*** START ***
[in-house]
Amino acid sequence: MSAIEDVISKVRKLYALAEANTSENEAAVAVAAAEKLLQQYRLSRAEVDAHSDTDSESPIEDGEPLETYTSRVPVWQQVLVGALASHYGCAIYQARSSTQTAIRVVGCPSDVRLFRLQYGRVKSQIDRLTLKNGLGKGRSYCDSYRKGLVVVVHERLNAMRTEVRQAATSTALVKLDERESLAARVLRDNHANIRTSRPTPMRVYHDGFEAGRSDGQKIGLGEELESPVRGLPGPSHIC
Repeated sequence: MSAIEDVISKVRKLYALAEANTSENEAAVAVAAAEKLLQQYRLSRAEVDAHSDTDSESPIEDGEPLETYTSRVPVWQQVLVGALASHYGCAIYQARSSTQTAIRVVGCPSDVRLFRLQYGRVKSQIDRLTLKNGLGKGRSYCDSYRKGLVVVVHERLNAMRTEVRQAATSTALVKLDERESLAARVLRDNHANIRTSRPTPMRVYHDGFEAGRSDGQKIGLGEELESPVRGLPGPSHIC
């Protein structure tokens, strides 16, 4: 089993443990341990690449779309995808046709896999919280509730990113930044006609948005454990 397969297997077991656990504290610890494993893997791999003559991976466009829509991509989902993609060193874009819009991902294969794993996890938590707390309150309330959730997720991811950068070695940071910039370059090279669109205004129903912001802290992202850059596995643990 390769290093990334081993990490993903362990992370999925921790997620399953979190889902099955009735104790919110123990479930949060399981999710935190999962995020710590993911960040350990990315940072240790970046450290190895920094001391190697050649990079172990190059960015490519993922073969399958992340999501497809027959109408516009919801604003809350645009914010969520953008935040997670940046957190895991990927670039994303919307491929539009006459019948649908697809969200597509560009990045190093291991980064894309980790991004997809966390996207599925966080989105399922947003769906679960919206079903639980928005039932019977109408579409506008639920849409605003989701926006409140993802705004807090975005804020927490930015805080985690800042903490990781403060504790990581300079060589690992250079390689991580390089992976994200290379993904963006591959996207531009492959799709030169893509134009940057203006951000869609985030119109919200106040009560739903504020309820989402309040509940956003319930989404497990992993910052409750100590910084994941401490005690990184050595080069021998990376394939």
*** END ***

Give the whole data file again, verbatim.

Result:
[in-house]
Amino acid sequence: MSAIEDVISKVRKLYALAEANTSENEAAVAVAAAEKLLQQYRLSRAEVDAHSDTDSESPIEDGEPLETYTSRVPVWQQVLVGALASHYGCAIYQARSSTQTAIRVVGCPSDVRLFRLQYGRVKSQIDRLTLKNGLGKGRSYCDSYRKGLVVVVHERLNAMRTEVRQAATSTALVKLDERESLAARVLRDNHANIRTSRPTPMRVYHDGFEAGRSDGQKIGLGEELESPVRGLPGPSHIC
Repeated sequence: MSAIEDVISKVRKLYALAEANTSENEAAVAVAAAEKLLQQYRLSRAEVDAHSDTDSESPIEDGEPLETYTSRVPVWQQVLVGALASHYGCAIYQARSSTQTAIRVVGCPSDVRLFRLQYGRVKSQIDRLTLKNGLGKGRSYCDSYRKGLVVVVHERLNAMRTEVRQAATSTALVKLDERESLAARVLRDNHANIRTSRPTPMRVYHDGFEAGRSDGQKIGLGEELESPVRGLPGPSHIC
């Protein structure tokens, strides 16, 4: 089993443990341990690449779309995808046709896999919280509730990113930044006609948005454990 397969297997077991656990504290610890494993893997791999003559991976466009829509991509989902993609060193874009819009991902294969794993996890938590707390309150309330959730997720991811950068070695940071910039370059090279669109205004129903912001802290992202850059596995643990 390769290093990334081993990490993903362990992370999925921790997620399953979190889902099955009735104790919110123990479930949060399981999710935190999962995020710590993911960040350990990315940072240790970046450290190895920094001391190697050649990079172990190059960015490519993922073969399958992340999501497809027959109408516009919801604003809350645009914010969520953008935040997670940046957190895991990927670039994303919307491929539009006459019948649908697809969200597509560009990045190093291991980064894309980790991004997809966390996207599925966080989105399922947003769906679960919206079903639980928005039932019977109408579409506008639920849409605003989701926006409140993802705004807090975005804020927490930015805080985690800042903490990781403060504790990581300079060589690992250079390689991580390089992976994200290379993904963006591959996207531009492959799709030169893509134009940057203006951000869609985030119109919200106040009560739903504020309820989402309040509940956003319930989404497990992993910052409750100590910084994941401490005690990184050595080069021998990376394939």